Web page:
How To Send a Message

Controversial BDS Posters Appear Downtown — Different Sides Weigh In

  • “I understand the strategy of shocking,” said Concordia University President Alan Shepard, who admitted he hadn’t seen the posters around campus yet. “I’m much more in favour of education rather than shocking.” Photo Jonathan Caragay-Cook

In recent months, social media users debated the ethics of sharing and retweeting photos of dead Syrian refugees, even if the images illuminated the true extent of the crisis.

Now, commuters downtown are confronted by posters featuring a dead Palestinian child, as the group Boycott, Divest and Sanction (BDS) Quebec tries to raise awareness about the international movement attempting to debilitate the Israeli state.

“I understand the strategy of shocking,” said Concordia University President Alan Shepard, who admitted he hadn’t seen the posters around campus yet. “I’m much more in favour of education rather than shocking.”

The posters have been seen attached to street light posts on de Maisonneuve Blvd. around the Concordia campus and near McGill on Sherbrooke St. Due to scheduling conflicts, BDS Quebec couldn’t be reached for comment by press time.

A referendum asking the Concordia Student Union to participate in the BDS movement against Israel passed in last fall semester’s by-elections, despite heated backlash and last-ditch appeals to have the question removed from ballots.

A pro-BDS group, organized by members of Concordia’s Solidarity for Palestinian Human Rights (SPHR), successfully campaigned for the initiative. But SPHR says it has no role in the street campaign.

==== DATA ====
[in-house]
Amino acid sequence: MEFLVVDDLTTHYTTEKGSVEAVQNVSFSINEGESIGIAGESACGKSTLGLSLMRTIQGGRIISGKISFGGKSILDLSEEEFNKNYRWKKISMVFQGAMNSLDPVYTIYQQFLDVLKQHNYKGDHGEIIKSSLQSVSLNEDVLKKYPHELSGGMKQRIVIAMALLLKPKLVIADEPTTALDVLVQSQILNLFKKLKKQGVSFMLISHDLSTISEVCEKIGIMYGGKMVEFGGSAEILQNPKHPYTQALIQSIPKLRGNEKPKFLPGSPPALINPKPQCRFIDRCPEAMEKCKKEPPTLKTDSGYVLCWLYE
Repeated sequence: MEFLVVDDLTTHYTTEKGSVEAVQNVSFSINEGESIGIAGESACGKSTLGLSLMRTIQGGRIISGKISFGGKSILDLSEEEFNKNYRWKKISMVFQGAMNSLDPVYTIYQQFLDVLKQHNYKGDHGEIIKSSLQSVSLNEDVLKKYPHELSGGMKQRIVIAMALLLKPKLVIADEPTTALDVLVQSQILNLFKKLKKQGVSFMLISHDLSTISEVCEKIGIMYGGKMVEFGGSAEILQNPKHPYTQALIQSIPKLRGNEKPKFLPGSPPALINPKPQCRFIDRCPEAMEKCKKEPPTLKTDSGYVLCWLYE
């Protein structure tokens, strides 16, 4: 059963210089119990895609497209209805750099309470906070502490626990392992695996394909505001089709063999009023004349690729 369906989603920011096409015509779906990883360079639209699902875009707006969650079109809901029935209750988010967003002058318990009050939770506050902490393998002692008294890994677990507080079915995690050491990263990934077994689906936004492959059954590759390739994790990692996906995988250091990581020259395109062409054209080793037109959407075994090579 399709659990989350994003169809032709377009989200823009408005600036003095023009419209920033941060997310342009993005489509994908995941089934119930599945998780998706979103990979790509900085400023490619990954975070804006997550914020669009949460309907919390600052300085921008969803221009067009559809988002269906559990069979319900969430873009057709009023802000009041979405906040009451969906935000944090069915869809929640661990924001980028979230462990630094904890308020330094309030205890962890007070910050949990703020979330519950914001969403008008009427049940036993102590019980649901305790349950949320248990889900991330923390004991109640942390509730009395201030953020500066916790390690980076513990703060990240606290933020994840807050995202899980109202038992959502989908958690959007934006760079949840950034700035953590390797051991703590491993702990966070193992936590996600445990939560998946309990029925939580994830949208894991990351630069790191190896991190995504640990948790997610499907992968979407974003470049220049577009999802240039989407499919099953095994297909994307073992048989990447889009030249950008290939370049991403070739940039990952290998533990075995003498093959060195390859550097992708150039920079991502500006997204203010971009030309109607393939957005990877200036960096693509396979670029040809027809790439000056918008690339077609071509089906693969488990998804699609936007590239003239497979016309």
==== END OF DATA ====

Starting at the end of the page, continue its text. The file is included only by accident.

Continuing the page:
“Unfortunately, when people look at that poster, they will automatically assume that SPHR is involved,” said Javier Hoyos, a member of the group and a key player in last year’s BDS campaign. “We are our own independent group. We have nothing to do with BDS Quebec.”

There are different ways to advocate for BDS and Palestinian human rights, according to Rami Yahia, another member of SPHR and a CSU councillor. He referenced the Montreal collective Tadamon!, which organizes cultural events to advocate for peace in the Middle East.

Concordia’s BDS campaign last year mainly used infographics and quotes from historical figures like Nelson Mandela to promote their cause, without becoming sensationalist, Hoyos adds. “We don’t necessarily approve of using the picture of a dead child to gather support or solidarity,” he said, describing the image as shocking.

For Yahia, the main concern is that the issue of illegal Israeli settlements on Palestinian land and the Palestinian people’s right of return is discussed here at Concordia and in Montreal. “Whether or not we agree with these posters, they’re going to stay there,” he said.   

SPHR places more emphasis on organizing informational events like its recent talk downtown by award-winning journalist Robert Fisk, who spoke about his time covering conflict in the Middle East, Yahia adds.  

The BDS Quebec signs are just another failed attempt for the BDS movement to legitimize themselves, according to Lauren Luz, president of Concordia’s Israel on Campus. She says the posters’ text, which makes claims that Israel “assassinates” Palestinian children, is false and in violation of federal campaigning laws.  

“All of the students who I have spoken with are disgusted by the sensationalist tactics employed by BDS Quebec,” she said.

Plans for how the CSU will implement BDS are ongoing, according to Yahia, but he says an announcement about projects is coming up. Those projects though will be more informational than BDS Quebec’s sensational campaign, Hoyos says.

“You will not see SPHR use that tactic on our campus,” he said.   

By commenting on this page you agree to the terms of our Comments Policy.